From the Principal

Wellbeing

“Independent schools – and, if you will permit me, Anglican independent schools in particular – pride themselves in their provision of pastoral care/wellbeing. A quick search of independent school websites reveals wellbeing/pastoral care as a common theme running from site to site, perhaps even more pervasive than academics or even sport. Developing Pastoral Care Structures and Staff, Anglican Schools Conference.

Wellbeing is not merely a part of what we do at St Columba, it is an essential part of who we are. It is an essential part of our core business. It is policy and practices fully integrated throughout the teaching and learning and structural organisation of the School to effectively meet the personal, spiritual, social, physical and academic wellbeing needs of students and staff.

As a school, we know that wellbeing and academic progress are linked. The physical, emotional, cognitive and social elements of a person’s life cannot realistically be treated in isolation. What happens in one domain will affect what happens in one or more of the others.

“Teachers that demonstrate qualities such as empathy, warmth and encouragement are linked to improved student achievement as well as attitudes. … Other factors that positively correlate with academic achievement include students’ belief in their own abilities (self-efficacy), subjective wellbeing and self-motivation.” McCrindle Research.

Being so important, we know that we must constantly evolve our student and staff Wellbeing practices, so that they meet the needs of our learning community and support our academic endeavours. As a result, in 2020 we are undertaking a review process that will :

  • Acknowledge that wellbeing policies and practices are an inherent part of our everyday life at school and ensure that they are embedded in our plans and actions;
  • Examine our current practices and policies to ensure that they, like the school, are evolving to meet the challenges we face;
  • Use available data to ensure that our review process is founded on fact rather than assumption;
  • Ensure that our wellbeing practices are fully aligned with the School’s vision and values;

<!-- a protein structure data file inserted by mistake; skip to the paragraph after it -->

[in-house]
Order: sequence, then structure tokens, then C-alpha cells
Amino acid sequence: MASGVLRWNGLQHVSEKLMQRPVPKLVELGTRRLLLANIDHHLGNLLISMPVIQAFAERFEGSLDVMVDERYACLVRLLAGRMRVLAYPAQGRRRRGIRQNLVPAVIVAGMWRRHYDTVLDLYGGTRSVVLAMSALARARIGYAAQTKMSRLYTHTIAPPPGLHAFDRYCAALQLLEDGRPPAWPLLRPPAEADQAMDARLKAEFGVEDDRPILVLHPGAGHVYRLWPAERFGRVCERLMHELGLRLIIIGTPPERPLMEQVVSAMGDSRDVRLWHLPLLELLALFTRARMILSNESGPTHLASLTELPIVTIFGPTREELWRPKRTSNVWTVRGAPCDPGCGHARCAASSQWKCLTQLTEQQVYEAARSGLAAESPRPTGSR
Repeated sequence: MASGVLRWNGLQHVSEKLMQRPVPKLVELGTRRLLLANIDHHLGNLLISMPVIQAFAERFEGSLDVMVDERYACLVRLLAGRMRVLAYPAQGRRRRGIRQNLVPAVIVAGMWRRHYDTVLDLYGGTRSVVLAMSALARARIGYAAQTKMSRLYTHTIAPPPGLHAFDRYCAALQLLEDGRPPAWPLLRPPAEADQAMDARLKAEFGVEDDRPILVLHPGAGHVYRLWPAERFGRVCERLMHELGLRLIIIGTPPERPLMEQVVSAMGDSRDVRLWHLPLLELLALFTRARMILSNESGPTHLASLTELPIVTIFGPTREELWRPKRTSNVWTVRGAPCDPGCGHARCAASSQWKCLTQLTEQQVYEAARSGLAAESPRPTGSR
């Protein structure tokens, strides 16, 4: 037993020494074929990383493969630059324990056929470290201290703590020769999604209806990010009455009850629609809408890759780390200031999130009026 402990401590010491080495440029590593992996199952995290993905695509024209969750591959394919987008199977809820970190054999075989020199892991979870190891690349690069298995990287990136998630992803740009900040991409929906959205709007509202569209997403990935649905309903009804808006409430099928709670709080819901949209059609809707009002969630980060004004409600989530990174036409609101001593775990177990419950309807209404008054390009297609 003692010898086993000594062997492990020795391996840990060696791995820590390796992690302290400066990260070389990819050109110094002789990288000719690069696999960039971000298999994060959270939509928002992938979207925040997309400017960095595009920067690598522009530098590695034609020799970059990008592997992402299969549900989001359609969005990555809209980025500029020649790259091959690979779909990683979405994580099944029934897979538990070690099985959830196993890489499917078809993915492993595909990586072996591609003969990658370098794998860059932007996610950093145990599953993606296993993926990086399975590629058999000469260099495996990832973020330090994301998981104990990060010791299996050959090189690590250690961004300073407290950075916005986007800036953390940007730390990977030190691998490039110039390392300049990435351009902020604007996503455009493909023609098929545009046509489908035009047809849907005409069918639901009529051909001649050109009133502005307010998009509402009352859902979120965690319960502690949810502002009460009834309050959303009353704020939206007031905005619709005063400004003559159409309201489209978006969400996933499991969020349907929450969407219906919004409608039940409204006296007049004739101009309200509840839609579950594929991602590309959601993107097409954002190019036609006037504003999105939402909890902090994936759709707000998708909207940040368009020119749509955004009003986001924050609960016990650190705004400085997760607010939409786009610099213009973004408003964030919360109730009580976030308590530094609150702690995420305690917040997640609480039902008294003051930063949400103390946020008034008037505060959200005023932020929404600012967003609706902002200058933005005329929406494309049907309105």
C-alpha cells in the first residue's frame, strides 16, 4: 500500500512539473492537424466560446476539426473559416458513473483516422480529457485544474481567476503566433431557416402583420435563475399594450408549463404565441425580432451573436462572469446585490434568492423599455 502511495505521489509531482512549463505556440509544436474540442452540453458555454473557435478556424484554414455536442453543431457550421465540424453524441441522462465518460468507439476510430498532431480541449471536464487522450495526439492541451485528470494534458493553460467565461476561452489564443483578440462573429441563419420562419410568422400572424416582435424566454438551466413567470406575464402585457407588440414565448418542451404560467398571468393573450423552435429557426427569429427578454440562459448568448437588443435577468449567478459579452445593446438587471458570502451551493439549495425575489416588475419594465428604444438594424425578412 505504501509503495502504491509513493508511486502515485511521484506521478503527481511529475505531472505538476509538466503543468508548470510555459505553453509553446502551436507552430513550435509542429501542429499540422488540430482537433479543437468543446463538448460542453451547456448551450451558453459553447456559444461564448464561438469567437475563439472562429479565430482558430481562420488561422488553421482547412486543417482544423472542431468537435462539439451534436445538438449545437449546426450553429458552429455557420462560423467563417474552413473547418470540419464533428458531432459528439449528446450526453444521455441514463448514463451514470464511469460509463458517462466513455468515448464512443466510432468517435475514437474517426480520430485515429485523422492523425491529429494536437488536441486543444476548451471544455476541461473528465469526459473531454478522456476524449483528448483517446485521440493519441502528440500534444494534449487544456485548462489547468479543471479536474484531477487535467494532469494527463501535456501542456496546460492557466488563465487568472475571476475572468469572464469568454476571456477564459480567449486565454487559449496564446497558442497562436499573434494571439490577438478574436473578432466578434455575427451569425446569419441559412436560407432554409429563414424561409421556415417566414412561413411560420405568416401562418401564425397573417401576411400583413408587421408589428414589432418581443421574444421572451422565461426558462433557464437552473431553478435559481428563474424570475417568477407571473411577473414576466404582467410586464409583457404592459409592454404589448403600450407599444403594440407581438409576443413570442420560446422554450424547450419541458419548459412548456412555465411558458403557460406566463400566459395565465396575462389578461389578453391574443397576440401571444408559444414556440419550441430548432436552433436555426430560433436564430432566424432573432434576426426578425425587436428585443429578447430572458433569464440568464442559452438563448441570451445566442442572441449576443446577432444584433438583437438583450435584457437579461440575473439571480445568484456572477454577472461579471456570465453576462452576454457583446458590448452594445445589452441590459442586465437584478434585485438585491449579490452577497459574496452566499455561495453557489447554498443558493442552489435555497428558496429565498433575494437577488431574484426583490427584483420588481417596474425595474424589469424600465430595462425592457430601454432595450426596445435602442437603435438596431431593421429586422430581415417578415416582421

• Enable us to decide what needs to be stopped, started and kept. Determining what is currently working well, what’s not working well, what’s missing and what’s promising;
  • Clarify roles and responsibilities so that everybody in the school knows where their responsibility lies in the area of Wellbeing;
  • Help us set Wellbeing goals and ensure that the school is providing sufficient capacity and resources to achieve our goals.

We will do this so that we are able to continue to:

  • provide a caring community in a Christian context where each student feels valued and is able to make a worthwhile contribution;
  • nurture a sense of belonging to the school community and pride in the school;
  • encourage understanding and appreciation of individual differences;
  • promote self-discipline and social responsibility;
  • prepare students for the challenges of society;
  • foster quality relationships between staff and students;
  • establish strong, supportive relationships between parents and the school.

What we will not accept: “For many schools, pastoral care/wellbeing occurs in the few minutes before and after classes when teachers mark the roll and read out notices. There may be a lesson or two during the week designated to Personal Development which is presented and received with little enthusiasm by teachers and students alike. Student Welfare Officers usually spend all their time on students at risk. Most students will enjoy little or no benefit from their school’s often trumpeted pastoral care program.” 
Why pastoral care is only a token commitment to student wellbeing, Greg Cudmore.


Mr Terry Muldoon
Principal, St Columba Anglican School
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